A Defective Weight from the First Temple Period Found Near the Western Wall

Oct. 14 2020

The book of Deuteronomy commands that “thou shalt have a perfect and just weight, a perfect and just measure shalt thou have,” and, moreover, states that anyone who uses dishonest weights to cheat his customers is guilty of an “abomination.” Thanks to a recent discovery, we know more about what such weights looked like. But in this case, as Amanda Borschel-Dan explains, its flaws are likely due to incompetence rather than wickedness:

A uniquely inscribed, 2,700-year-old limestone two-shekel weight recently discovered in earth excavated near the Western Wall in Jerusalem is a “very rare” example—of poor craftsmanship. The weight’s inscription, said the excavation’s co-director Dr. Barak Monnickendam-Givon, indicates the craftsman was “not familiar with the international symbol” for such stones, and so instead incised “something close enough.”

During the First Temple period, the coin-sized, 23-gram [0.8oz] round stone was part of a precise set of internationally recognized weights and measures imported from Egypt that were used in the Land of Israel for both Temple worship and the marketplace.

The Egyptian weight system was based on units of eight, as opposed to the more known decimal system that appears often in the Bible. . . . During the Iron Age, the Egyptian weight system was used in international commerce, and its implementation in the Land of Israel is an indication that the fledgling monarchy saw itself as an international player.

While hundreds of two-shekel weighing stones have been uncovered in excavations in and near ancient Jerusalem, this example is “very rare,” Monnickendam-Givon [said]. It . . . points to a “very local manufacture,” he said: the craftsman was apparently ignorant of the proper Egyptian symbol generally used to mark these stones.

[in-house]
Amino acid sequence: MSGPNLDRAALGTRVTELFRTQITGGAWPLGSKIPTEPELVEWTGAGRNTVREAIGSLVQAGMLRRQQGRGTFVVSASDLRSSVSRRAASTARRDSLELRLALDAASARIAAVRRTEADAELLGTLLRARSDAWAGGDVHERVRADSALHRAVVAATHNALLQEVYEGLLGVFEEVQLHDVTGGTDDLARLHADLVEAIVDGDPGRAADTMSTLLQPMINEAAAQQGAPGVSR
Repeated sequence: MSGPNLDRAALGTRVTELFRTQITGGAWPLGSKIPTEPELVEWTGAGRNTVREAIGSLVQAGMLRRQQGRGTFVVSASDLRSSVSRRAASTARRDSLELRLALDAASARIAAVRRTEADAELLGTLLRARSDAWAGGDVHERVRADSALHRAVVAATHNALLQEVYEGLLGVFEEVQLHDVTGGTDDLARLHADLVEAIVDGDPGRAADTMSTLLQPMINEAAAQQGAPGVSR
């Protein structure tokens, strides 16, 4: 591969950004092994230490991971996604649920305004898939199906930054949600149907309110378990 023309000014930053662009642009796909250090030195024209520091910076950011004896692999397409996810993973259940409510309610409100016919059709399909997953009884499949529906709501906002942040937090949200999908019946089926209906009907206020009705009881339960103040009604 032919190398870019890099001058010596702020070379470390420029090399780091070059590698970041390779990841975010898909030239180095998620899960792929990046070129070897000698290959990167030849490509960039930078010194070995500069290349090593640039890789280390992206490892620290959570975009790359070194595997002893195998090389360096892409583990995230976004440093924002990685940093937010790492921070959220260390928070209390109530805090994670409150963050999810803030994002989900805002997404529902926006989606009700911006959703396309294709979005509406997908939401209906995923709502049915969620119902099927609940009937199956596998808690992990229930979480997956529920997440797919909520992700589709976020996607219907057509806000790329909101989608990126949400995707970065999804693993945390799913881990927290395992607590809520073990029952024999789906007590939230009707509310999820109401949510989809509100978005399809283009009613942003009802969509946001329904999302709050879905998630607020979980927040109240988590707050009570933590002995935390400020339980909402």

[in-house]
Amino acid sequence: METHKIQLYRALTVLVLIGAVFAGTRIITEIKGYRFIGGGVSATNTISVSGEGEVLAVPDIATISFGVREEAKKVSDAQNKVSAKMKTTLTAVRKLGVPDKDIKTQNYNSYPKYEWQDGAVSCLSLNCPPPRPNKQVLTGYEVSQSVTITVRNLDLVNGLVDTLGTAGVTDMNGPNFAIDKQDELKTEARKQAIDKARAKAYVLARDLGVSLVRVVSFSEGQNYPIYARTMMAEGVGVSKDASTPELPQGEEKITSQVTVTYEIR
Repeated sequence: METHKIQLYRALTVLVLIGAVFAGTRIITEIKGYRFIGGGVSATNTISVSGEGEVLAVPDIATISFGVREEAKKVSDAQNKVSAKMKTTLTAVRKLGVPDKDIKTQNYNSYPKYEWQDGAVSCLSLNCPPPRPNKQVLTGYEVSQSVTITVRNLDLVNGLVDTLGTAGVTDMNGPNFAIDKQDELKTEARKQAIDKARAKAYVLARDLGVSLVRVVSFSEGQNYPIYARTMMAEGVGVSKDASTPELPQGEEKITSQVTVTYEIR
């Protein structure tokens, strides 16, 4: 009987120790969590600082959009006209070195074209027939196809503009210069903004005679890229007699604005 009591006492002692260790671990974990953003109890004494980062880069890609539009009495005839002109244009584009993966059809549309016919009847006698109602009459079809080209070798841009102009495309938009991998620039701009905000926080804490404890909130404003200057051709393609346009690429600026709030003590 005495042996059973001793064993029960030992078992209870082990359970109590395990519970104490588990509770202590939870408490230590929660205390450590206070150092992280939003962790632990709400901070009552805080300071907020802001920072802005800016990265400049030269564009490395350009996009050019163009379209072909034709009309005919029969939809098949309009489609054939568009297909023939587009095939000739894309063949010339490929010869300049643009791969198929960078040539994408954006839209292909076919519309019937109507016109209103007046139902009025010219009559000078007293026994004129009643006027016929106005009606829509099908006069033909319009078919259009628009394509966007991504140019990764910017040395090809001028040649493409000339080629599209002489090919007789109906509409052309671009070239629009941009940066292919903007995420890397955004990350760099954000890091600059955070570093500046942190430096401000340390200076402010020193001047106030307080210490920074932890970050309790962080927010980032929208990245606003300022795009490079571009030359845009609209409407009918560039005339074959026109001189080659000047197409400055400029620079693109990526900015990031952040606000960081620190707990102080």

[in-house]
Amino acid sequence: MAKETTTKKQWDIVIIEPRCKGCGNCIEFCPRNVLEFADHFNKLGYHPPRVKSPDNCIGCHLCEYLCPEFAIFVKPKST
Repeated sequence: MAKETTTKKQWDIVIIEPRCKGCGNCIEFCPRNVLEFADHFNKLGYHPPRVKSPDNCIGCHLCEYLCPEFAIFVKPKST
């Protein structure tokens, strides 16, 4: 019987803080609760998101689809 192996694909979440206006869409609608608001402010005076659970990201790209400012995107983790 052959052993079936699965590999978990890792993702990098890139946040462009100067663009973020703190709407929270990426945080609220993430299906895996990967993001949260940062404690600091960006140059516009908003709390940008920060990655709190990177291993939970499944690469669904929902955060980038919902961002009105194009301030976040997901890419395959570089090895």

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Read more at Times of Israel

More about: Ancient Israel, Archaeology, Deuteronomy

Reforms to Israel’s Judiciary Must Be Carefully Calibrated

The central topic of debate in Israel now is the new coalition government’s proposed reforms of the nation’s judiciary and unwritten constitution. Peter Berkowitz agrees that reform is necessary, but that “the proper scope and pace of reform, however, are open to debate and must be carefully calibrated.”

In particular, Berkowitz argues,

to preserve political cohesiveness, substantial changes to the structure of the Israeli regime must earn support that extends beyond these partisan divisions.

In a deft analysis of the conservative spirit in Israel, bestselling author Micah Goodman warns in the Hebrew language newspaper Makor Rishon that unintended consequences flowing from the constitutional counterrevolution are likely to intensify political instability. When a center-left coalition returns to power, Goodman points out, it may well repeal through a simple majority vote the major changes Netanyahu’s right-wing coalition seeks to enact. Or it may use the legislature’s expanded powers, say, to ram through laws that impair the religious liberty of the ultra-Orthodox. Either way, in a torn nation, constitutional counterrevolution amplifies division.

Conservatives make a compelling case that balance must be restored to the separation of powers in Israel. A prudent concern for the need to harmonize Israel’s free, democratic, and Jewish character counsels deliberation in the pursuit of necessary constitutional reform.

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Read more at RealClearPolitics

More about: Israel & Zionism, Israeli Judicial Reform